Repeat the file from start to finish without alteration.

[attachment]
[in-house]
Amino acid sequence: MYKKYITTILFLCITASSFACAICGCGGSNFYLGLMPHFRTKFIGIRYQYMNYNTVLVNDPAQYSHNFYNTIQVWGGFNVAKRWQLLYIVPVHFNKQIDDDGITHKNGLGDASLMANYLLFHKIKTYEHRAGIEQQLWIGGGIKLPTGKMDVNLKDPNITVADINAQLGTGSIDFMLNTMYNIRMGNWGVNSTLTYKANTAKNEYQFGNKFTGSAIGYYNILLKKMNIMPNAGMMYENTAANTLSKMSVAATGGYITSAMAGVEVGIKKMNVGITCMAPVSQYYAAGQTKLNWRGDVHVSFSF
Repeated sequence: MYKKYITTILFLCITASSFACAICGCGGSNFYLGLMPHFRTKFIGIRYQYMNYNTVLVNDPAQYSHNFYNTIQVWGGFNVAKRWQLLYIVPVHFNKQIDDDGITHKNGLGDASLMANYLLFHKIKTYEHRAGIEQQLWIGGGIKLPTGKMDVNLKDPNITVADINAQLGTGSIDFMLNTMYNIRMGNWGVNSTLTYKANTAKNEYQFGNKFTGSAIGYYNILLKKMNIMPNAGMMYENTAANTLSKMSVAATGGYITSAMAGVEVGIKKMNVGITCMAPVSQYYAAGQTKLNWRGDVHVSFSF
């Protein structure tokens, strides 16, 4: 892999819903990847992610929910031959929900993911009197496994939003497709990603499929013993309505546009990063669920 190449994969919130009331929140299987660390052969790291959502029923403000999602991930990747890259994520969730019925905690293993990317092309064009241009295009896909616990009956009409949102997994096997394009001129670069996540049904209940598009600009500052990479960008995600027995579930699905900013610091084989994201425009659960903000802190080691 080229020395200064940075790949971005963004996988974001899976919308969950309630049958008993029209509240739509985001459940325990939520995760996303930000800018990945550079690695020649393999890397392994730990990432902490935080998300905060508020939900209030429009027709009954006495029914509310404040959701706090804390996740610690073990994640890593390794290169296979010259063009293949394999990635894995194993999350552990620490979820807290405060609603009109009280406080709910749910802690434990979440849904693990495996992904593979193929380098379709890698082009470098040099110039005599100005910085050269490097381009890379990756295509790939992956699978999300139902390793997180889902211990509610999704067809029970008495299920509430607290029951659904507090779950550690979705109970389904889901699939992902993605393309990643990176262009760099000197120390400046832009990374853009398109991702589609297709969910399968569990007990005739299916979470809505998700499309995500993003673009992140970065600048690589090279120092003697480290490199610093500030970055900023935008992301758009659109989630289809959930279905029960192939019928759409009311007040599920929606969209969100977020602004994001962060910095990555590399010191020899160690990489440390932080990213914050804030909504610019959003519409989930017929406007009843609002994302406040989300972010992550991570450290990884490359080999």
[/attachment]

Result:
[in-house]
Amino acid sequence: MYKKYITTILFLCITASSFACAICGCGGSNFYLGLMPHFRTKFIGIRYQYMNYNTVLVNDPAQYSHNFYNTIQVWGGFNVAKRWQLLYIVPVHFNKQIDDDGITHKNGLGDASLMANYLLFHKIKTYEHRAGIEQQLWIGGGIKLPTGKMDVNLKDPNITVADINAQLGTGSIDFMLNTMYNIRMGNWGVNSTLTYKANTAKNEYQFGNKFTGSAIGYYNILLKKMNIMPNAGMMYENTAANTLSKMSVAATGGYITSAMAGVEVGIKKMNVGITCMAPVSQYYAAGQTKLNWRGDVHVSFSF
Repeated sequence: MYKKYITTILFLCITASSFACAICGCGGSNFYLGLMPHFRTKFIGIRYQYMNYNTVLVNDPAQYSHNFYNTIQVWGGFNVAKRWQLLYIVPVHFNKQIDDDGITHKNGLGDASLMANYLLFHKIKTYEHRAGIEQQLWIGGGIKLPTGKMDVNLKDPNITVADINAQLGTGSIDFMLNTMYNIRMGNWGVNSTLTYKANTAKNEYQFGNKFTGSAIGYYNILLKKMNIMPNAGMMYENTAANTLSKMSVAATGGYITSAMAGVEVGIKKMNVGITCMAPVSQYYAAGQTKLNWRGDVHVSFSF
């Protein structure tokens, strides 16, 4: 892999819903990847992610929910031959929900993911009197496994939003497709990603499929013993309505546009990063669920 190449994969919130009331929140299987660390052969790291959502029923403000999602991930990747890259994520969730019925905690293993990317092309064009241009295009896909616990009956009409949102997994096997394009001129670069996540049904209940598009600009500052990479960008995600027995579930699905900013610091084989994201425009659960903000802190080691 080229020395200064940075790949971005963004996988974001899976919308969950309630049958008993029209509240739509985001459940325990939520995760996303930000800018990945550079690695020649393999890397392994730990990432902490935080998300905060508020939900209030429009027709009954006495029914509310404040959701706090804390996740610690073990994640890593390794290169296979010259063009293949394999990635894995194993999350552990620490979820807290405060609603009109009280406080709910749910802690434990979440849904693990495996992904593979193929380098379709890698082009470098040099110039005599100005910085050269490097381009890379990756295509790939992956699978999300139902390793997180889902211990509610999704067809029970008495299920509430607290029951659904507090779950550690979705109970389904889901699939992902993605393309990643990176262009760099000197120390400046832009990374853009398109991702589609297709969910399968569990007990005739299916979470809505998700499309995500993003673009992140970065600048690589090279120092003697480290490199610093500030970055900023935008992301758009659109989630289809959930279905029960192939019928759409009311007040599920929606969209969100977020602004994001962060910095990555590399010191020899160690990489440390932080990213914050804030909504610019959003519409989930017929406007009843609002994302406040989300972010992550991570450290990884490359080999």